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Thu Dec 27, 2012, 09:11 PM

Volunteers toughen up bobcat kitten who's too nice

PLACERVILLE, Calif. (AP) A Northern California animal rescue group is trying to help an orphaned bobcat kitten with a problem: She's too nice.


The friendly baby bobcat was only a few weeks old and had burned paws and infected eyes when fire crews found her in August while battling a 75,000-acre fire in the Plumas National Forest. They named her Chips, after the wildfire.

Volunteers at the Sierra Wildlife Rescue in Placerville now are trying to toughen the kitten up, with plans to release her back into the wild next spring, The Sacramento Bee (http://bit.ly/WTOqHJ ) reports.

As part of her training regimen, Chips has had to start chasing down her own mice and rabbits for meals and stop sleeping on a soft bed like the one she'd grown accustomed to while she was receiving medical treatment.


Read more: http://www.sfgate.com/news/us/article/Volunteers-toughen-up-bobcat-kitten-who-s-too-nice-4149186.php

23 replies, 1974 views

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Arrow 23 replies Author Time Post
Reply Volunteers toughen up bobcat kitten who's too nice (Original post)
n2doc Dec 2012 OP
sasha031 Dec 2012 #1
TwilightGardener Dec 2012 #2
TlalocW Dec 2012 #3
Kalidurga Dec 2012 #4
RKP5637 Dec 2012 #6
X_Digger Dec 2012 #9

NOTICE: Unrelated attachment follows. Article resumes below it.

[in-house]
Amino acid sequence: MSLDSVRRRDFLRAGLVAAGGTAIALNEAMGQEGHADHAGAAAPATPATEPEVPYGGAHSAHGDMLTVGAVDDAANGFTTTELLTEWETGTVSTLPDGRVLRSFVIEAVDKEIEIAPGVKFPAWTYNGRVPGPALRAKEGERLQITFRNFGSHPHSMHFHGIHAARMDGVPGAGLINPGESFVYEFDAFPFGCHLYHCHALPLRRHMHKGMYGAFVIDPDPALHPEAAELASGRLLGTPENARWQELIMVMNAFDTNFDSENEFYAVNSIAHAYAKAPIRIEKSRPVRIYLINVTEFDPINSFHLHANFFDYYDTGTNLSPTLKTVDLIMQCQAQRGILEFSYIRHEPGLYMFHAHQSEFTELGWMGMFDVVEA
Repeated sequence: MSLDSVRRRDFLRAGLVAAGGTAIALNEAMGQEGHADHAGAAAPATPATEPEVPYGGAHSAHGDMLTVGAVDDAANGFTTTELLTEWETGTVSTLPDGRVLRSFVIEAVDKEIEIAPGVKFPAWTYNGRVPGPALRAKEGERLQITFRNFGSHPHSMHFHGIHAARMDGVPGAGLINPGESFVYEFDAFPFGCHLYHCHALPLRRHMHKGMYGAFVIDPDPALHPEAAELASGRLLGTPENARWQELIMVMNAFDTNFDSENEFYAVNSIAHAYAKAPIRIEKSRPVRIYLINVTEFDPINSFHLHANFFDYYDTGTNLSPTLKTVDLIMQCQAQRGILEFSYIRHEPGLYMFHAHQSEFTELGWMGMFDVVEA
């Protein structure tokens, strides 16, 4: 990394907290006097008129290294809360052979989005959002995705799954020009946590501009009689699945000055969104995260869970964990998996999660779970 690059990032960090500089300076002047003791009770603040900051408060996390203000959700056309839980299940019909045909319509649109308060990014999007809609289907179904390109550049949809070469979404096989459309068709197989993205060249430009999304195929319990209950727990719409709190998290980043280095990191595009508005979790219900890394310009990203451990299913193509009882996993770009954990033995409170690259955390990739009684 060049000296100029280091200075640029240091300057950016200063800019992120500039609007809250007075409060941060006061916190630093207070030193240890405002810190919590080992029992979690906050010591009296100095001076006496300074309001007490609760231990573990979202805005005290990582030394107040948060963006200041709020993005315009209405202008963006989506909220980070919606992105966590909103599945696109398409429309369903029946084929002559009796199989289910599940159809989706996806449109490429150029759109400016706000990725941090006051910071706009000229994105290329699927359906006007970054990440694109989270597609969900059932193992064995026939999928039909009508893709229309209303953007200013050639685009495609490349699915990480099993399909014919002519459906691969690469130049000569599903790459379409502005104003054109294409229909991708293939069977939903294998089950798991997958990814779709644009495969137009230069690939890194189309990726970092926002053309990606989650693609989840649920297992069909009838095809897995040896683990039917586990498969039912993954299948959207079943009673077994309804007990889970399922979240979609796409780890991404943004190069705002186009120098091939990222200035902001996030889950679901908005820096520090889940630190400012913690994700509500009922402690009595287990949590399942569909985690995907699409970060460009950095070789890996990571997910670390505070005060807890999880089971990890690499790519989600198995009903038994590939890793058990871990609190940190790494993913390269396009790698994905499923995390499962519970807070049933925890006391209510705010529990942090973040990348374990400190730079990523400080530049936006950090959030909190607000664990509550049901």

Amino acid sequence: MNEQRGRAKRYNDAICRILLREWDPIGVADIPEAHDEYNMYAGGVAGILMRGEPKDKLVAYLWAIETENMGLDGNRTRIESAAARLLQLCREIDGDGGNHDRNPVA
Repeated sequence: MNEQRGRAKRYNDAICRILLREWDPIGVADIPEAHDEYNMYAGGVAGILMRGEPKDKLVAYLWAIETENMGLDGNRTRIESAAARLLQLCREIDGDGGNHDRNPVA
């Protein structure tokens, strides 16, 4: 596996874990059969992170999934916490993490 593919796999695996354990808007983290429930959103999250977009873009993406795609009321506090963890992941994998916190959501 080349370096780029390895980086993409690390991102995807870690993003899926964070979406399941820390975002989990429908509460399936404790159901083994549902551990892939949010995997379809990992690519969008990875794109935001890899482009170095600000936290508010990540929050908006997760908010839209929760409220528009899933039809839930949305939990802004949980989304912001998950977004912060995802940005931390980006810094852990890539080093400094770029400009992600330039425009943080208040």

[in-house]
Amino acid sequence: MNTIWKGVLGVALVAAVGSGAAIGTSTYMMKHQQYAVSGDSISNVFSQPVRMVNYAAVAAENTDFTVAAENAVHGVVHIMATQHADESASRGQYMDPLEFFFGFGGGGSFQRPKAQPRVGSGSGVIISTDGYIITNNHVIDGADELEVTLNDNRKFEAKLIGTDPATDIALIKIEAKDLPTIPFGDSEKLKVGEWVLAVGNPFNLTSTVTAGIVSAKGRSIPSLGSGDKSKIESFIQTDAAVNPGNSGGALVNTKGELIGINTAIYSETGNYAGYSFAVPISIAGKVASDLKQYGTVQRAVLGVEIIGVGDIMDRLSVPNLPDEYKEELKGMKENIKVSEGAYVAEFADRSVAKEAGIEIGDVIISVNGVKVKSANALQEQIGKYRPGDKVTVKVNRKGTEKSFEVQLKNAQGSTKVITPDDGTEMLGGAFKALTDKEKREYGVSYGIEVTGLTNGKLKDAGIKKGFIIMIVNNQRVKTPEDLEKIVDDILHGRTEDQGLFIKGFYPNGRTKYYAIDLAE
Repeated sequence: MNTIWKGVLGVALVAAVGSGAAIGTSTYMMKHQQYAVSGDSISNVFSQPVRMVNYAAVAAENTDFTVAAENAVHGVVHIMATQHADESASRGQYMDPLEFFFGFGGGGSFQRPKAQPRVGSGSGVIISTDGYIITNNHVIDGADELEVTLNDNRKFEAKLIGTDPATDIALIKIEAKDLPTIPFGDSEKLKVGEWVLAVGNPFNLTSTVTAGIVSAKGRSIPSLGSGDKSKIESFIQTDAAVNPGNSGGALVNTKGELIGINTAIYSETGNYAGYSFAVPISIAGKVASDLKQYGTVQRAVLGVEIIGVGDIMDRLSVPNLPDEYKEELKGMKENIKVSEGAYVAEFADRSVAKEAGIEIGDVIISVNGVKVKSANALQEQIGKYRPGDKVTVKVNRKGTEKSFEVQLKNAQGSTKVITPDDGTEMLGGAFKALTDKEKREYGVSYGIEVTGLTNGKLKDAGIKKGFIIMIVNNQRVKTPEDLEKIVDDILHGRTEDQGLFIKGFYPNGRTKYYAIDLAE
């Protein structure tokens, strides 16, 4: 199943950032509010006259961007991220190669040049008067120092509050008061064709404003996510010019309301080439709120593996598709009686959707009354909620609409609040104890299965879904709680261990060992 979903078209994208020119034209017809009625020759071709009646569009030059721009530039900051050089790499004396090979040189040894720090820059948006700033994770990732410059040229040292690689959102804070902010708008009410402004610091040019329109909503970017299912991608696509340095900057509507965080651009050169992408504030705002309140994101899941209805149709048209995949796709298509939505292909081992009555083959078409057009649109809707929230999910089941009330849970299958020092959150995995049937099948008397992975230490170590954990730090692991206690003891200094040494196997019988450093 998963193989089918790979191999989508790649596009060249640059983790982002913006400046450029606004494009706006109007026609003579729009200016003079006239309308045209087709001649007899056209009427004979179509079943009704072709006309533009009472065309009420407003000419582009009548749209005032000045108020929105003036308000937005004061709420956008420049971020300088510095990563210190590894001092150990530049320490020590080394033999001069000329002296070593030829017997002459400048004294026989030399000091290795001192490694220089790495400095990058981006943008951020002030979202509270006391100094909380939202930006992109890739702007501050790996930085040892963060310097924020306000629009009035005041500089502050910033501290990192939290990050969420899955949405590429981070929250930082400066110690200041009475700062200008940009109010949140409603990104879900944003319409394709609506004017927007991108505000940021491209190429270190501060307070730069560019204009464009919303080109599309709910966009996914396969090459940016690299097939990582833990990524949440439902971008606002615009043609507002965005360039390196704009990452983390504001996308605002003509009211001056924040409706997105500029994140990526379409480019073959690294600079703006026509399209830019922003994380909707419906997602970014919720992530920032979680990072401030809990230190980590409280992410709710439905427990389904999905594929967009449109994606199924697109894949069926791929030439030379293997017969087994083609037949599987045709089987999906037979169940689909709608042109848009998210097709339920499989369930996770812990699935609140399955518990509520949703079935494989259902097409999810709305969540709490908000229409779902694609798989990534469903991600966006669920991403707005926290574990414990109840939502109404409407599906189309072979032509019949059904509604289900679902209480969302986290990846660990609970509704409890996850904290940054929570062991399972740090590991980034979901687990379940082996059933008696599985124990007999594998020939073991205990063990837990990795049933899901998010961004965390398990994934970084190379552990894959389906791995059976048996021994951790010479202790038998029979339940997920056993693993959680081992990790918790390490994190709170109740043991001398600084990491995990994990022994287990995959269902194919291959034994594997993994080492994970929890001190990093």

Poll_Blind Dec 2012 #10
Daemonaquila Dec 2012 #11
neverforget Dec 2012 #5
cui bono Dec 2012 #7
darkangel218 Dec 2012 #8
Humanist_Activist Dec 2012 #12
darkangel218 Dec 2012 #21
mythology Dec 2012 #14
Sekhmets Daughter Dec 2012 #13
Loudly Dec 2012 #15
catbyte Dec 2012 #16
kestrel91316 Dec 2012 #18
Loudly Dec 2012 #19
Scootaloo Dec 2012 #22
flvegan Dec 2012 #23
GreenStormCloud Dec 2012 #17
elehhhhna Dec 2012 #20

Response to n2doc (Original post)

Thu Dec 27, 2012, 09:15 PM

1. she's so beautiful

I would have her sleeping on feathered beds and serving her meals of her choice.

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Response to n2doc (Original post)

Thu Dec 27, 2012, 09:16 PM

2. Poor kitten! Probably she's thinking to herself, "Where's my freshly-prepared

filet of rabbit? Where'd my soft kitteh bed go? THIS IS BULLSHIT!!"

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Response to n2doc (Original post)

Thu Dec 27, 2012, 09:20 PM

3. For some reason I was picturing a drill sargeant.

Where you from, kitty-kitty? Plumas National Forest? There're only two kinds of felines that come out of there - pussies and alley cats! Which one are you?

TlalocW

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Response to n2doc (Original post)

Thu Dec 27, 2012, 09:21 PM

4. They should keep her as a pet....

she's sweet it is probably too ingrained in her nature. They shouldn't fight nature, just learn to live with her the way she is.

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Response to Kalidurga (Reply #4)

Thu Dec 27, 2012, 09:28 PM

6. That's what I think too. If she wants a home like this what's the big deal with it all, keep

her as a pet. We can't all be exactly the same. She might be on an evolutionary domesticated path.

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Response to Kalidurga (Reply #4)

Thu Dec 27, 2012, 09:37 PM

9. That wouldn't work once she became sexually mature.